Topic: China at the Center. An exploration of China's place in the current world history from the 1st through the late 19th centuries, with equal focus on theoretical debates and primary-source observations. Recommended for junors and seniors with prior courses in history. Prerequisite: Upper-class standing.
350 Topics in the History of Science SO
Courtly Science in the Late Medieval and Early Renaissance Europe. The court was the site not only of political intrigue and royal pageantry, but also of scientific practices and the creation of natural knowledge. Like other activities, the creation of natural knowledge ("science") was shaped by the implicit and explicit rules that governed courtly behavior as well as the political and dynastic goals of the ruler. This course examines how and why scientific knowledge was created, displayed, used and at times performed at different royal and imperial courts in late medieval and Renaissance Europe.
354 Topics in Early Modern Europe SO (Cross-listed in Gender and Sexuality Studies)
Seminar meetings, reports and papers. May be repeated for credit with change of topic. Topic for 2007: Law, Crime and Police in Early Modern Europe. This course explores the history of law, crime, criminality, policing, and punishment in Europe between 1550-1800. Readings combine theoretical and historical materials that highlight how attitudes toward law and crime intersect with other aspects of contemporary social and political life.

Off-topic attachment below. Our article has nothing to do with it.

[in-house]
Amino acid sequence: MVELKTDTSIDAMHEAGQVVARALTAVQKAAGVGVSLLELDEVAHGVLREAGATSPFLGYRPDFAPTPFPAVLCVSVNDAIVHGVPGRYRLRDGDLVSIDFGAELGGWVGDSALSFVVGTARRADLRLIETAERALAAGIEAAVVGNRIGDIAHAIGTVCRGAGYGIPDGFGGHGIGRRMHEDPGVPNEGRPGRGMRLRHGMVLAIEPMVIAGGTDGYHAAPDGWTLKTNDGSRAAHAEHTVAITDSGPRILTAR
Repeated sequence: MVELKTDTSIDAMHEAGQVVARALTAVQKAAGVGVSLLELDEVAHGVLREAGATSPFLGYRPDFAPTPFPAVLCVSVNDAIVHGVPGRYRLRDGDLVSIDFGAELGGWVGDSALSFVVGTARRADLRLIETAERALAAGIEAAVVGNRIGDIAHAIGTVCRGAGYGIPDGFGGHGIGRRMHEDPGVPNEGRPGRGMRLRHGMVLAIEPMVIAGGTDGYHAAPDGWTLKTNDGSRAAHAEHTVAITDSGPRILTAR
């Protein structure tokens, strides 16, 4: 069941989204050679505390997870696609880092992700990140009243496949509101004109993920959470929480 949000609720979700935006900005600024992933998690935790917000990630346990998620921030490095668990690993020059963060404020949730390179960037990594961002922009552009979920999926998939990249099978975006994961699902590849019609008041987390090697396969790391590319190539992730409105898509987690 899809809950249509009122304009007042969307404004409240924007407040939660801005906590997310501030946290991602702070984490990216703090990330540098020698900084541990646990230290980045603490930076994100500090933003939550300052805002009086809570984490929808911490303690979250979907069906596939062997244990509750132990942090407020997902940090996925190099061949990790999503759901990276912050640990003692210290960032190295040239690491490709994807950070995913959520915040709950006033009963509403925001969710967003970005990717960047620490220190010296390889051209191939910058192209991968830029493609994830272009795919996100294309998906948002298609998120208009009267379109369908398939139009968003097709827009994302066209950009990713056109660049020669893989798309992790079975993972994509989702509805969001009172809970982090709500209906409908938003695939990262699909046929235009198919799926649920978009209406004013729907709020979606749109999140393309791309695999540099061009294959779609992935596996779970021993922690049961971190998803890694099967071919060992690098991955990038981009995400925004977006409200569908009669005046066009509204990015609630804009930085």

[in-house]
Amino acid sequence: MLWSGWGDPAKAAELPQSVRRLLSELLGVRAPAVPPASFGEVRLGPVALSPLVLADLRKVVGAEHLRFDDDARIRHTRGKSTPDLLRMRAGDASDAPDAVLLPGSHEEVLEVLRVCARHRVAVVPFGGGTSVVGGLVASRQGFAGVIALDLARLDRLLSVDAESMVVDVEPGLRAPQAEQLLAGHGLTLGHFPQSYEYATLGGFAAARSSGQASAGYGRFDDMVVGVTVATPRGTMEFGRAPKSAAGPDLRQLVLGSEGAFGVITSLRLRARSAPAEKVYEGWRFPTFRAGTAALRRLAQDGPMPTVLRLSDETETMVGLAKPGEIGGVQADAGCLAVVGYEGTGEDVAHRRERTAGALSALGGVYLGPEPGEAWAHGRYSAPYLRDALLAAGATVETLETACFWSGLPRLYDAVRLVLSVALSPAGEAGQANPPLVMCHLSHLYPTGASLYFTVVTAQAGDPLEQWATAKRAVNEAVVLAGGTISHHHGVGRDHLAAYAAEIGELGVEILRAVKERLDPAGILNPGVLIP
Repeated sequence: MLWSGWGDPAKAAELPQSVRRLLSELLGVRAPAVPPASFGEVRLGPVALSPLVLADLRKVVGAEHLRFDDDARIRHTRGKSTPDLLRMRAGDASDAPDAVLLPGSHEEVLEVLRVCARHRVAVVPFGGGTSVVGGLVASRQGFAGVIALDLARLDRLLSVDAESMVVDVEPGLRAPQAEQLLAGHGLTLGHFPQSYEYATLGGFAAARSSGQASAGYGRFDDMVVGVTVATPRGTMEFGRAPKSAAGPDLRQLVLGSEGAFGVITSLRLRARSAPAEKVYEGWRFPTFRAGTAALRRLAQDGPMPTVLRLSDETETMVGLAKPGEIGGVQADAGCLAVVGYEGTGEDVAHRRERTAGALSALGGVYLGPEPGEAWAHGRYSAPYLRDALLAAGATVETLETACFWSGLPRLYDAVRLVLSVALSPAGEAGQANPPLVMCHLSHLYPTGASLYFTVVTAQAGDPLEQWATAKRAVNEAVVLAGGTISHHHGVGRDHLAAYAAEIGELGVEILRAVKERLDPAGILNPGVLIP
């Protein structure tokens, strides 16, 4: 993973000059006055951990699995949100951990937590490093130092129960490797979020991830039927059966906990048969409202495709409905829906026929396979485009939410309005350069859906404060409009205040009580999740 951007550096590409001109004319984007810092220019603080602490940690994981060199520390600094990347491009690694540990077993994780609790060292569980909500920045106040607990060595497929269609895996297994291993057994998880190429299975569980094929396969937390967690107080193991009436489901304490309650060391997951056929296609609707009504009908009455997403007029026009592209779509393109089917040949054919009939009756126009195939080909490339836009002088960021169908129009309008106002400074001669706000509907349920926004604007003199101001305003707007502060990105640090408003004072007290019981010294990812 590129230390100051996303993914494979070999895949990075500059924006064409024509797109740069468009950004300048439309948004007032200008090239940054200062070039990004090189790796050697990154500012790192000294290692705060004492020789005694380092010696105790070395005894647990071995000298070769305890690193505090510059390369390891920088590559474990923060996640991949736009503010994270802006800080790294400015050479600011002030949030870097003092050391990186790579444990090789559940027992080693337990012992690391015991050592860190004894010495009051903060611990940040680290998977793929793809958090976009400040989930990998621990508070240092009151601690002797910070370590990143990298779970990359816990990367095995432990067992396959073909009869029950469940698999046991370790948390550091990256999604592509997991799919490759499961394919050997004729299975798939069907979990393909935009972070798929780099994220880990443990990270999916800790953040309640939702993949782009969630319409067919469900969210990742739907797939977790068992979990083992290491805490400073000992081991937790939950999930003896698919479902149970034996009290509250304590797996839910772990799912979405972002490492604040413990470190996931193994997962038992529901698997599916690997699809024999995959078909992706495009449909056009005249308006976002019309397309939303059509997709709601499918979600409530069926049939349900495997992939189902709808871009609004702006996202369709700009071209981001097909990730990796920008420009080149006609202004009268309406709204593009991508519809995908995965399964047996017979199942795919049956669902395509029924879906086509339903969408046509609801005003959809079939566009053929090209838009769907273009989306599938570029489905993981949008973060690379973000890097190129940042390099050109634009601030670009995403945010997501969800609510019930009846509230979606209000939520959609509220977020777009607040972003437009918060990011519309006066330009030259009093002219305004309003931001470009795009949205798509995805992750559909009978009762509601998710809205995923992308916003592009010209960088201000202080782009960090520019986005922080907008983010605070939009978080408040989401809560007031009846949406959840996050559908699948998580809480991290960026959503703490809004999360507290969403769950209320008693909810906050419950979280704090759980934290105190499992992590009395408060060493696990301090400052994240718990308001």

356 Topics in Modern European History SO
Seminar meetings, reports, and research paper. May be repeated for credit with change of topic. Topics in Modern European History. Topic for fall 2006: "Fin de siecle Europe, 1870-1914: Sex, War, Revolution, and Modern Art."
357 Topics in European History SO
Seminar meetings. May be repeated for credit with change of topic. Topic for Fall 2006: The Idea of Europe. Seminar meetings trace the determining features of what might count as a collective idea of Europe as a political and cultural domain from from the Napoleonic era through the foundation of the European Union. Identifies-with the help of secondary and primary sources-the concerns and convictions, the shifting discursive practices and the different cultural and political languages with which supra-national European identities have been constituted over time.
400 Senior Thesis Seminar SO
A two-semester course designed to develop further the research skills students have acquired as history majors, and to guide them through the extended process of writing an undergraduate thesis. Enrollment limited to senior history majors. Prerequisite: Senior History majors only.
480 Independent Study SO
Prerequisite: Consent of the instructor.
COURSES AT BRYN MAWR COLLEGE
101 The Historical Imagination
131 Chinese Civilization
203 The High Middle Ages
205 Ancient Greece
242 American Politics and Society 1945-present
247 Topics in German Culture
258 British Empire: Imagining Indias
264 Passages from India: 1800-Present
265 American Colonial Encounters
277 Religion and Dissent in the Middle Ages
283 Modern Middle East/North Africa
303 Topics in American History: Civil War and Memory
326 Topics in Chinese History and Culture
357 Topics in British Empire: Engendering the Nation in the British Empire
368 Topics in Medieval History: The Inquisition
398 Senior Thesis